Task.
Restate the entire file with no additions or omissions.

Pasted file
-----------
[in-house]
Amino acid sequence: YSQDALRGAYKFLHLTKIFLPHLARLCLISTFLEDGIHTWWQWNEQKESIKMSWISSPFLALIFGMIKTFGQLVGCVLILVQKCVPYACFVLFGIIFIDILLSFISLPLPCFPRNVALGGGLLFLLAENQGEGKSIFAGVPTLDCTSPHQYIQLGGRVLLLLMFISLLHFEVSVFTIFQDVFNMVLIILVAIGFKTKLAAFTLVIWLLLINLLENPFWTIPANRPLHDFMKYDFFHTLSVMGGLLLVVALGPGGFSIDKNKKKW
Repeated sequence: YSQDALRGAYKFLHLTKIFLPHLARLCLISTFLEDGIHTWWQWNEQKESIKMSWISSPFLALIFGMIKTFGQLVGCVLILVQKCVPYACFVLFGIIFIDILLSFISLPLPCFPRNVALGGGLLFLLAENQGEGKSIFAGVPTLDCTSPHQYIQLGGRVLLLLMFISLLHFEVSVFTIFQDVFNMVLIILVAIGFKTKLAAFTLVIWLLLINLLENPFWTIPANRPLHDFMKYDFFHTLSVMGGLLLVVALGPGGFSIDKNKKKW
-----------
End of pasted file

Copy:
[in-house]
Amino acid sequence: YSQDALRGAYKFLHLTKIFLPHLARLCLISTFLEDGIHTWWQWNEQKESIKMSWISSPFLALIFGMIKTFGQLVGCVLILVQKCVPYACFVLFGIIFIDILLSFISLPLPCFPRNVALGGGLLFLLAENQGEGKSIFAGVPTLDCTSPHQYIQLGGRVLLLLMFISLLHFEVSVFTIFQDVFNMVLIILVAIGFKTKLAAFTLVIWLLLINLLENPFWTIPANRPLHDFMKYDFFHTLSVMGGLLLVVALGPGGFSIDKNKKKW
Repeated sequence: YSQDALRGAYKFLHLTKIFLPHLARLCLISTFLEDGIHTWWQWNEQKESIKMSWISSPFLALIFGMIKTFGQLVGCVLILVQKCVPYACFVLFGIIFIDILLSFISLPLPCFPRNVALGGGLLFLLAENQGEGKSIFAGVPTLDCTSPHQYIQLGGRVLLLLMFISLLHFEVSVFTIFQDVFNMVLIILVAIGFKTKLAAFTLVIWLLLINLLENPFWTIPANRPLHDFMKYDFFHTLSVMGGLLLVVALGPGGFSIDKNKKKW